It’s a critical time for enterprise IT as new mobile devices from Apple, Samsung and Google enter the market and operating systems are updated almost weekly. Apart from the new color and form factor options, this round of new technology features new operating systems and a proliferation of app updates, which IT leaders must be prepared to meet head on.
It’s an exciting time for mobile technology, but it’s also an important time for enterprises to look at not only meet the demands of today’s mobile-enabled workforce, but tomorrow’s as well. Basic mobility functionality is not and will not be enough, and a solid framework must be put in place to support the growth.
In this inaugural post of a four-part Network Matters blog series, I’ll be discussing how IT leaders can rely on a network, built for all kinds of devices, to simplify the process of onboarding new mobile technology and free up precious IT resources. I would like to provide you with a deeper look at how having the right network in place can help ease the challenges of tomorrow that will be presented to IT departments due to device evolution and enable a culture of self-service for employee-owned devices.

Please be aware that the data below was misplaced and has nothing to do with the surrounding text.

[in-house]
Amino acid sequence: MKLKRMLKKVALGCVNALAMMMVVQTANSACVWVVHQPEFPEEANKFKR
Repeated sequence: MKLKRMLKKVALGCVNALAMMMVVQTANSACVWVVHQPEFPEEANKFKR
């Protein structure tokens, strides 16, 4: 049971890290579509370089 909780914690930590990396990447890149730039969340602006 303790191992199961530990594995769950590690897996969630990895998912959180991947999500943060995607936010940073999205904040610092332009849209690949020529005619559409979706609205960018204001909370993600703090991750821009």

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Tags: architecture, Cisco, infrastructure, mobile, mobile device, mobile workspace, mobility, network, unified communications, wireless, wlan
With the explosion of smart mobile devices, consumers expect to have Wi-Fi access at pubic venues everywhere they go. Venue owners are under pressure to provide reliable Wi-Fi guest access in a simple and easy way. Wouldn’t it be great to be able to do that AND extract some value out of your investment in setting up the Wi-Fi network as well? Cisco Connected Mobile Experience (CMX) is an industry leading solution provides just that: an easy, customizable and location-aware way to onboard guests using CMX Connect, an ability to gain insights into guest behaviors using CMX Location Analytics and an opportunity to engage guests in meaningful ways using CMX Browser Engage.